January 2007 - Volume 11, Issue 6

The Universal Commodity

By Rev. Ray Petrucci

Photo of a clock nearing midnightWe use it, we spend it, we waste it, and we even kill it: Time. Indeed, time itself has merited a special day to celebrate its importance. Much of the world's population stays up late - midnight to be exact - on the last day of December for the purpose of rejoicing over the passing of an old year and the beginning of a new one. Why all the commotion over this man-made measure of marching months? Why the feeling of euphoria at that nanosecond marking the birth of a new year?

The circumstances of one's birth notwithstanding, every person is engaged daily in the exercise of this thing called a lifetime. If one is inclined, a portion of this existence may be spent in viewing one's fellow creatures in the act of living. Coming from one place and going to another, the human parade is on review. As a form of amusement, one might speculate on the story behind the manner or mood exhibited by those passing by. The processes of work and leisure, happiness and sadness, giving and taking, buying and selling, intense concern and aimless reverie are on display and producing their effects. The life of a community is happening and it's all moves in time.

What is it all about? Like a spinning wheel on the automobiles that convey people to their destinations, the rotation of days also carry people to their ends. Continuing the simile, like the cars we drive, we depreciate a little every day. This may be true from the perspective of our mortality, but the slow depletion of the time of our lives ought not to apply to the worth of our lives. The experience and wisdom gained by living teach us that the joys and the accomplishments of life do not leave us ultimately satisfied. This sentiment is expressed by the lyric of a not-too-old popular song: Life goes on, long after the thrill of living is gone. What a disappointment to discover that the goals and dreams of a lifetime once achieved often lack the depth of meaning and lasting contentment one expected.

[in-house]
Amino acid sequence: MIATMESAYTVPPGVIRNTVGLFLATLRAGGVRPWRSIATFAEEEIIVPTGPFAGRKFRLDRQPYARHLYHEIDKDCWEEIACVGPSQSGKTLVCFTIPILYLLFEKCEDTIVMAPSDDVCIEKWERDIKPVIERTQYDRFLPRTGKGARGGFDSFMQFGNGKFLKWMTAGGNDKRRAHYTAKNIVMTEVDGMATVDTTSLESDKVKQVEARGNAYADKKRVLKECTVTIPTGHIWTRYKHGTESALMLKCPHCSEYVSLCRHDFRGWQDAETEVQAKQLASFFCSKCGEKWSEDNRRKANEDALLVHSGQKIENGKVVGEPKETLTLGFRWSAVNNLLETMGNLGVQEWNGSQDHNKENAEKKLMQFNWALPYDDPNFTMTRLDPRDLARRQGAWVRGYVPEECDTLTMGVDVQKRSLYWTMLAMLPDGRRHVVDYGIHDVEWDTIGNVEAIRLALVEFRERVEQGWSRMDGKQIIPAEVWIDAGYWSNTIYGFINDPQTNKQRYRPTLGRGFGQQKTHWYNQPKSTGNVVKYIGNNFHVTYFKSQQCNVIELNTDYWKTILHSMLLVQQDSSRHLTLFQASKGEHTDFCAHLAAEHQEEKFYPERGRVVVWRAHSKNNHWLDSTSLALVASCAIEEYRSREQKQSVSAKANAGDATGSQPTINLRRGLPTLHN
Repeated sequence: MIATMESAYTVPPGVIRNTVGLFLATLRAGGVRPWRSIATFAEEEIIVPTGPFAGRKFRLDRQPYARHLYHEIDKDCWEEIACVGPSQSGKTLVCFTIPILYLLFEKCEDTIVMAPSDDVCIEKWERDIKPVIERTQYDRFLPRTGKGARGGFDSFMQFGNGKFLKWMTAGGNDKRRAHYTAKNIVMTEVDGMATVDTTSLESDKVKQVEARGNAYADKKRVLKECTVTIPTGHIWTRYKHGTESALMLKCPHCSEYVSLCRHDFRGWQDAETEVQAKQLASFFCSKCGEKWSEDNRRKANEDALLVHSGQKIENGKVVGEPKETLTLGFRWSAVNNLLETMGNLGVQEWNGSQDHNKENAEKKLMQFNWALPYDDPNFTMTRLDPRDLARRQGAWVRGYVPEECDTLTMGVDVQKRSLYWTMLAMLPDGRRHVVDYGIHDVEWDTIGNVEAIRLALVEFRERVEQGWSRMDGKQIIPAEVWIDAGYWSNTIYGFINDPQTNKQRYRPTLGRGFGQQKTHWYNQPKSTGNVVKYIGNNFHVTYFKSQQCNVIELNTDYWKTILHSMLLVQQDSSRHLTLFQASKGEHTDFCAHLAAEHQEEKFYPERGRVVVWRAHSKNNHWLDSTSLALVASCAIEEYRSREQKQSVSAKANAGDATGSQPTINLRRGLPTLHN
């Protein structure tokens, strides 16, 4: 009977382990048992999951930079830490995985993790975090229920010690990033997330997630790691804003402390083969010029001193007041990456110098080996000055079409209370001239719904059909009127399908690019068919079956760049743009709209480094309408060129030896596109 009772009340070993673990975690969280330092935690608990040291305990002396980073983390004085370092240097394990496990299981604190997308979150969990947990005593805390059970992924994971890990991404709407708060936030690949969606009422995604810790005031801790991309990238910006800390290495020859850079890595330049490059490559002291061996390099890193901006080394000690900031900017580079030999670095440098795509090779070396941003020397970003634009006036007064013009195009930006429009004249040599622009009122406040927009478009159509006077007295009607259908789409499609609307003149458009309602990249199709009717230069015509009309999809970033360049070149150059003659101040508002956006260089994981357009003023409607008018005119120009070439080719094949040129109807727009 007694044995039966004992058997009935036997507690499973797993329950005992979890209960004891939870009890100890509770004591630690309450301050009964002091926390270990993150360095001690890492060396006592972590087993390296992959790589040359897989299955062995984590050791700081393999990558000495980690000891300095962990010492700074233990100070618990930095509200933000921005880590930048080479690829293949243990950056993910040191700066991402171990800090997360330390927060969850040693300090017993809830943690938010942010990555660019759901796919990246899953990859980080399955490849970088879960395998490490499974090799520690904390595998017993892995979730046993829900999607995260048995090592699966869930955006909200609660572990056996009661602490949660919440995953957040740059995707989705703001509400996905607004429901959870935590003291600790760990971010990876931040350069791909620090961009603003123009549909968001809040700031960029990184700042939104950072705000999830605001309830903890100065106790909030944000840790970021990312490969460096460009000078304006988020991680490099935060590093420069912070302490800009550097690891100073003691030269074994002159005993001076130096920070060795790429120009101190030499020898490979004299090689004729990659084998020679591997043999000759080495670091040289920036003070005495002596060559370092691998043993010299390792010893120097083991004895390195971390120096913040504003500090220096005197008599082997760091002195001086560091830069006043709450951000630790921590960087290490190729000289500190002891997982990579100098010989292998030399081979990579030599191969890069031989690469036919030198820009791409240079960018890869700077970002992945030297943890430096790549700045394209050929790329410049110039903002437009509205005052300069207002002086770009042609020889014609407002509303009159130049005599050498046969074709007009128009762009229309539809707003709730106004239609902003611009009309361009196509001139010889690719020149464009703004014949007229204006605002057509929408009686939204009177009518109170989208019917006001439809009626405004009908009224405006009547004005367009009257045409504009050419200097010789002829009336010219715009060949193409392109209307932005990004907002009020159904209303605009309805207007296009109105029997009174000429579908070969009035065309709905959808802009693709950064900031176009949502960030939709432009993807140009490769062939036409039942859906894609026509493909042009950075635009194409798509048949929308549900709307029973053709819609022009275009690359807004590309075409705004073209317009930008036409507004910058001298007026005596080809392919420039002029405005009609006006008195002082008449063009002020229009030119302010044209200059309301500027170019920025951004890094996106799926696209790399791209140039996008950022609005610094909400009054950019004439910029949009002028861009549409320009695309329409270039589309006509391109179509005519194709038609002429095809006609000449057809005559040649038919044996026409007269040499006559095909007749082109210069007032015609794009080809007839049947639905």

'Tis a sight to engage me if anything can,
To muse on the perishing pleasures of man;
Short lived as we are, our enjoyments I see,
Have a shorter date; and die sooner than we.

– William Cowper

This revelation, left on its own, may reflect life for the shallow thinker, or even more so for the shallow believer. If one is thoughtful, the purpose of life is a process of discernment, an affirmation of a vibrant and irrepressible spiritual growth. Time is an opportunity, an avenue to developing an awareness of the true height and width and depth of this miracle of life. Life on earth is the early stage of eternity. Among all of the useful skills learned in this brief earthly existence, the knowledge of the lasting things of faith, hope, and love are supreme. Expect to be tested many times on your facility in the understanding and application of these three jewels of our being. Do not become discouraged by missteps, failings, and uncertainties. Mastery of these gifts of God will take more than a lifetime.

Navigating the sometimes calm and sometimes tempestuous waters of the river of time demands that the captain acquire a keen instinct and a sharp eye. The course is fraught with dangers. Temptations, both subtle and obvious, can deter one from the correct course. Be open to the lessons that abide in all the occurrences along the way. Whether pleasant or harsh, they provide the wisdom needed to focus on the chart and on the ultimate port.

Every happening, great and small, is a parable whereby God speaks to us, and the art of life is to get the message.

– Malcolm Muggeridge

Photo of a clock gearsThrough faith, the river of time widens and deepens until it flows into an eternal sea. Without such faith, the river of time becomes a steadily narrowing stream until, finally, it is but a few drops of water dropping into a meaningless void.

Making time's journey with God as our guide and mentor opens our thoughts, words, and deeds to the influence of faith. Imagine that we do all things with the desire to serve God. In so willing, you will find that your new year, your new day, your new moment will be time well spent.